GIBS remains in its top spot as the number one African and South African Business School

Author: Brenche
Source:

The University of Pretoria’s Gordon Institute of Business Science (GIBS Business School) has again taken the top ranking among South African and African business schools in the annual UK Financial Times Executive Education rankings announced today. The Financial Times survey presents a global benchmark for providers of executive education and GIBS has now been ranked among the top business schools worldwide for 11 consecutive years.

The survey is compiled using data from two sets of online surveys – one for business schools themselves and another for clients. Business schools are asked for details of a number of top clients, who are then invited to complete an online survey about the school that nominated them. For GIBS, clients comprising not only leading South African corporates but top multinationals operating in the rest of Africa and abroad participated in the survey.

This year, GIBS executive education has risen to number 42 worldwide, one up from its 43rd combined executive education ranking last year and remains the only African and Middle Eastern School in the global top 50. “This is once again a tremendous achievement for GIBS and highlights the international standing of our programmes as we continue to be placed among the best business schools in the world,” says Professor Nick Binedell, dean at GIBS.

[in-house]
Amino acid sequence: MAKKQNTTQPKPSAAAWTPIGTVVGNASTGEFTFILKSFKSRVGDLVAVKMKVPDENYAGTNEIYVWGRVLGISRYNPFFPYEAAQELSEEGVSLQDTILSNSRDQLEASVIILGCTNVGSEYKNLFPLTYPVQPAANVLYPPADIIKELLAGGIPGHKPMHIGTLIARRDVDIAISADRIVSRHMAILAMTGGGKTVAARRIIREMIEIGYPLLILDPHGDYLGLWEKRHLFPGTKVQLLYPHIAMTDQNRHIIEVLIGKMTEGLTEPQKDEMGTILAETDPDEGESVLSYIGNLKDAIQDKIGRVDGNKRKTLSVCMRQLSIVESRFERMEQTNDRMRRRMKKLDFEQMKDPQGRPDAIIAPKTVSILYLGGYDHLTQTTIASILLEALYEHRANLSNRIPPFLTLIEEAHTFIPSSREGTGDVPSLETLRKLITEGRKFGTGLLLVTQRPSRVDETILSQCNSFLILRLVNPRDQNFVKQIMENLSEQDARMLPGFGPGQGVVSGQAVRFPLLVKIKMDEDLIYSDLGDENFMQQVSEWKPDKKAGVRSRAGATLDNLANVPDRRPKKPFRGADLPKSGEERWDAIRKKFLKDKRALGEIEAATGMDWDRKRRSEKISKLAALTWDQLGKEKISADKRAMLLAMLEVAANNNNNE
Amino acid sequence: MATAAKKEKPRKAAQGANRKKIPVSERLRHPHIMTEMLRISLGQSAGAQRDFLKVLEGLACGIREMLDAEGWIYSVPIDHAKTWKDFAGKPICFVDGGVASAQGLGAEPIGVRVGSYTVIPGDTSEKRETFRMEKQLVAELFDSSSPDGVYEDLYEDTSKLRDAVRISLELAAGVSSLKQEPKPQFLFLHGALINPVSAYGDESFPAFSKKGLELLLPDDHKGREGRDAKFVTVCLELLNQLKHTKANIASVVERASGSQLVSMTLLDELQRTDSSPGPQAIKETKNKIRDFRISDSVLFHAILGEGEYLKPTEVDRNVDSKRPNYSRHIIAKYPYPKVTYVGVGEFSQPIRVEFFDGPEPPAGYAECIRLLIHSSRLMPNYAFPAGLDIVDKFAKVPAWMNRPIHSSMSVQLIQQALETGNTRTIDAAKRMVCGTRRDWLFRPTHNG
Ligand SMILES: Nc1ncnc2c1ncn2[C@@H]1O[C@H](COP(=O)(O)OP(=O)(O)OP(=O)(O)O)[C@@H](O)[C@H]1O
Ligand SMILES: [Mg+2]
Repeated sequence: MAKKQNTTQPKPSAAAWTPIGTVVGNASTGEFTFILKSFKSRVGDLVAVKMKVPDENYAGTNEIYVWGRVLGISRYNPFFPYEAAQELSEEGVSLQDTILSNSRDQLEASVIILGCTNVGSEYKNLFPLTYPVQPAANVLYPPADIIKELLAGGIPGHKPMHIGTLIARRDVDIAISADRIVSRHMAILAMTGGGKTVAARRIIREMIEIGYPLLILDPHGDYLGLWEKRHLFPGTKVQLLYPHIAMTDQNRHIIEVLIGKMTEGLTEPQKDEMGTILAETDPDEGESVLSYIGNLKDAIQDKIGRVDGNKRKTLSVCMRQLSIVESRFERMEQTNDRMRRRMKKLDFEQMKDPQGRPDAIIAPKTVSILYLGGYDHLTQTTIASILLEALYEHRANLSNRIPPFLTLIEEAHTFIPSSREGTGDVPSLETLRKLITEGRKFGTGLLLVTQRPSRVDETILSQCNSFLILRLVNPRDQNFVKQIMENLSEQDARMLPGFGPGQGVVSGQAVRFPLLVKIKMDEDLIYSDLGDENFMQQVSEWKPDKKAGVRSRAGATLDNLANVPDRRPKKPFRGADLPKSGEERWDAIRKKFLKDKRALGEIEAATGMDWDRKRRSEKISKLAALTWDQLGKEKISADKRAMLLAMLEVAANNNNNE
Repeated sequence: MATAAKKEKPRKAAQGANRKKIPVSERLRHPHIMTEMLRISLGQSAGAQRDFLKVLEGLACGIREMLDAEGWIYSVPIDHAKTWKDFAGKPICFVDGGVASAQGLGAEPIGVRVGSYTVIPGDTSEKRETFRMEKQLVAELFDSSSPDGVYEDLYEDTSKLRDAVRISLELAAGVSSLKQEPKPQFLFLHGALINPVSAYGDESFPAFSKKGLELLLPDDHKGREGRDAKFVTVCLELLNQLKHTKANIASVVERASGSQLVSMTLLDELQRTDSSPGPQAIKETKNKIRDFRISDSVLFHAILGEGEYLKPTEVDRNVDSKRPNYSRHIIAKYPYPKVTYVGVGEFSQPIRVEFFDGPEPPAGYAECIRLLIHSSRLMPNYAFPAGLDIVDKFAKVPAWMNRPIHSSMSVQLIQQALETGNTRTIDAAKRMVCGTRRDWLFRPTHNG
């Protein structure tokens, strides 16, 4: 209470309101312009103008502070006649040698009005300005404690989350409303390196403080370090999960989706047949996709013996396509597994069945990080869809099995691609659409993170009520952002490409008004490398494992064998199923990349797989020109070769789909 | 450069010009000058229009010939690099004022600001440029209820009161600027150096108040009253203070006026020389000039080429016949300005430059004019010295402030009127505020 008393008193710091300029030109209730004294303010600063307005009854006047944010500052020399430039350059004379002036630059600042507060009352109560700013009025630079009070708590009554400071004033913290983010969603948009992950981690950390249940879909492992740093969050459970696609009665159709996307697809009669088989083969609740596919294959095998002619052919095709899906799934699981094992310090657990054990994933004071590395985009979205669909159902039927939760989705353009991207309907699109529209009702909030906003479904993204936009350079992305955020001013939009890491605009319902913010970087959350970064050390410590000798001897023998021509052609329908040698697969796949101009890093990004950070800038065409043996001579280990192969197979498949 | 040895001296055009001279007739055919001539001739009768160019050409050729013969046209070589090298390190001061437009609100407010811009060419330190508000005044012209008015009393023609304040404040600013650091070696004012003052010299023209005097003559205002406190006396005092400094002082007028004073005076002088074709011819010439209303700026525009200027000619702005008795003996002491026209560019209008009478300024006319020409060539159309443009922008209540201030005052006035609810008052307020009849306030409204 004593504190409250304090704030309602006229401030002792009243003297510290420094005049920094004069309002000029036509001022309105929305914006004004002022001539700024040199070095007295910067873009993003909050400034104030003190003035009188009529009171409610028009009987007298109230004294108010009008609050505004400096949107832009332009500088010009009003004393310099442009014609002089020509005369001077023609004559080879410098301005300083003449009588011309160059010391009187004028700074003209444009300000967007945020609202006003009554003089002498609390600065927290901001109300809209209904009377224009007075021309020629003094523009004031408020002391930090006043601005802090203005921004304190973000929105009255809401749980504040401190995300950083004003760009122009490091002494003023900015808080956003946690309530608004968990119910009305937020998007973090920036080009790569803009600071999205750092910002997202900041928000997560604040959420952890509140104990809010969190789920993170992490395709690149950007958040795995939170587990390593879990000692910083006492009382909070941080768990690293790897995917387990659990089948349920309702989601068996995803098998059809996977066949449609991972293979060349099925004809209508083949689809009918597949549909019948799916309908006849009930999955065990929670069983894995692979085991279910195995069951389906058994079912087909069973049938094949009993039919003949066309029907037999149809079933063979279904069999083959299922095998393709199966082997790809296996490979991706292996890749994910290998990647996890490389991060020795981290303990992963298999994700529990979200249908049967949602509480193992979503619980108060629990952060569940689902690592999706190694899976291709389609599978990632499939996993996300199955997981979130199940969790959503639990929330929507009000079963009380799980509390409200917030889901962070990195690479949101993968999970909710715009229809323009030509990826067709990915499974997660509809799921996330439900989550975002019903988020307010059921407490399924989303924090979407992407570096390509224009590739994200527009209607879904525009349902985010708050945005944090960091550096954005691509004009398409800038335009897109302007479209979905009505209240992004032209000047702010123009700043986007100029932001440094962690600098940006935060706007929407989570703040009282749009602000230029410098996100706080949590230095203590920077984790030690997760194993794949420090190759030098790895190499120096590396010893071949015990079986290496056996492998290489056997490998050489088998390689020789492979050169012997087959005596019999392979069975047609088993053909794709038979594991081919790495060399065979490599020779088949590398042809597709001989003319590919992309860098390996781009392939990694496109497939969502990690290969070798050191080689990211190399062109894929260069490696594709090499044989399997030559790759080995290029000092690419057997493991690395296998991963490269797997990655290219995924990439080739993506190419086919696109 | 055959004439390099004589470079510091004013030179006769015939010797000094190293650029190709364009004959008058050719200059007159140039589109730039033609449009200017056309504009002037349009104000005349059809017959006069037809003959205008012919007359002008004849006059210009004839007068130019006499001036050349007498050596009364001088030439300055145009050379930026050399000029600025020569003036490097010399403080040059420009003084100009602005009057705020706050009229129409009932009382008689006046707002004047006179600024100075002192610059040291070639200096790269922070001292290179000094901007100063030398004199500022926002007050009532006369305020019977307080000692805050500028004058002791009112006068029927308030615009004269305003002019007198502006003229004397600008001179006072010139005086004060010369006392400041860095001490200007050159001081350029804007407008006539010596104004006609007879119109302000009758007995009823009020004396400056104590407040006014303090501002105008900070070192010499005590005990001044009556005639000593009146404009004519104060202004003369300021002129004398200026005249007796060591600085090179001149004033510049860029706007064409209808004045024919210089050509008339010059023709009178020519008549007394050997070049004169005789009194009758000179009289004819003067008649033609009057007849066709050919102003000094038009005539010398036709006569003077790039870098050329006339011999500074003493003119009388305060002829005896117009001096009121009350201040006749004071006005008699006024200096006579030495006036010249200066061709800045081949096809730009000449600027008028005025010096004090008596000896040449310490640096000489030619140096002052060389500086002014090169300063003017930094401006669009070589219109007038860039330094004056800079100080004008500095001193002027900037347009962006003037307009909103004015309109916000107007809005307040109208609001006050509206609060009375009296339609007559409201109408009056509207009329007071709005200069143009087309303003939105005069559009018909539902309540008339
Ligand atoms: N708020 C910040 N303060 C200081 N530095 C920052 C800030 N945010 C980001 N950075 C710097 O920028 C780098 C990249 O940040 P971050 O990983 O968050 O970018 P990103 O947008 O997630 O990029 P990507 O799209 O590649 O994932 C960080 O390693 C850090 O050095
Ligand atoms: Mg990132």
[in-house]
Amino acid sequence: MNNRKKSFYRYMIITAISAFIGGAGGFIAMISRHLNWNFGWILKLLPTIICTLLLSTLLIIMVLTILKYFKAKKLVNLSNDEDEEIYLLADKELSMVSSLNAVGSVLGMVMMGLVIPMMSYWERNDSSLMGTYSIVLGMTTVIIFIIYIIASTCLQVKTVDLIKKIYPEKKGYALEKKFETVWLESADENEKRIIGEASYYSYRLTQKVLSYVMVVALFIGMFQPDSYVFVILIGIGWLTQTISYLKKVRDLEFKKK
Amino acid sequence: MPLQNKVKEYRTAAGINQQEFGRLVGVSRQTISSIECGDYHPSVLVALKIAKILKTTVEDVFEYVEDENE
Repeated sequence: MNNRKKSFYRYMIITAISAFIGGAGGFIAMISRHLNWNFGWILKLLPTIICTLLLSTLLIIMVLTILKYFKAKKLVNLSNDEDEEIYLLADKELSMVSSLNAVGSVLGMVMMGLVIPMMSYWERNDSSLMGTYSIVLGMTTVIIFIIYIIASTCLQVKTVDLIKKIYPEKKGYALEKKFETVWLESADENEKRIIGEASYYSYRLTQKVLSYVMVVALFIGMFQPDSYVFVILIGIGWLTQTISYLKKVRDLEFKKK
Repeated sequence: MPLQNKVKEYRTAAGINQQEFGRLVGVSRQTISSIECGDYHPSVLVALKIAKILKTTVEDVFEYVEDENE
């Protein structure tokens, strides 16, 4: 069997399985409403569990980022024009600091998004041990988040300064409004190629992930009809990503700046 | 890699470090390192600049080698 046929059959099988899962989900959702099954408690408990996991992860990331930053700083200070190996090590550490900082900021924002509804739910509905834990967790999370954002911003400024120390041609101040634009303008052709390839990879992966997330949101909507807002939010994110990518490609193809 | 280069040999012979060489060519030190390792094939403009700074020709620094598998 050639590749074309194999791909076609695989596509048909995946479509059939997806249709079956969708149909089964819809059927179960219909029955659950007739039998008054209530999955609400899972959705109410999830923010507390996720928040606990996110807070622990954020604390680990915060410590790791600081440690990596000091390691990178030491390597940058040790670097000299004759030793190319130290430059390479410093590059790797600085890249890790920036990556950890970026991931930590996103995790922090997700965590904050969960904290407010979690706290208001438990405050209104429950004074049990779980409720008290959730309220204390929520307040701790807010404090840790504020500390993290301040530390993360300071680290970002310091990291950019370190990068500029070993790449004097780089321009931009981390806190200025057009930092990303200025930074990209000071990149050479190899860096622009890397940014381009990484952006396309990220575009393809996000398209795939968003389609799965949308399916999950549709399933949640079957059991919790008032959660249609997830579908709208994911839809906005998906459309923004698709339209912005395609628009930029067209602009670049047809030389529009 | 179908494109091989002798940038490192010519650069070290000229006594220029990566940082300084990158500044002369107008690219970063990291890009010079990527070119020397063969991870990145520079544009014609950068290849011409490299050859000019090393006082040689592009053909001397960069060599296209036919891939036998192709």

“At GIBS we continue to strive to significantly improve the performance of individuals and organisations through business education and this ranking affirms that as a business school we are making an impact. We look forward to continuing to enhance the quality of our programmes in a tough and ever changing economic landscape,” he added.

The Financial Times executive education rankings are a combination of the rankings of two types pf programmes: “customised programmes”, which are developed in alignment with company specific needs and “open programmes”, which are intensive executive development programmes open to the public.

“The feedback we receive from such surveys is invaluable as it allows us to constantly ensure that our programmes meet the highest standards possible on a global scale. We are proud to have a team of high-performing individuals who are committed to building partnerships with our clients as part of the impact we continually aim for. Particularly pleasing is that we are delivering programmes for leading global multinationals such as BP, Nokia, Ericsson, Hewlett Packard and IBM across the continent and more recently leading African firms such as Kenya Airways in Kenya and NMB bank in Tanzania,” added Rozyn.

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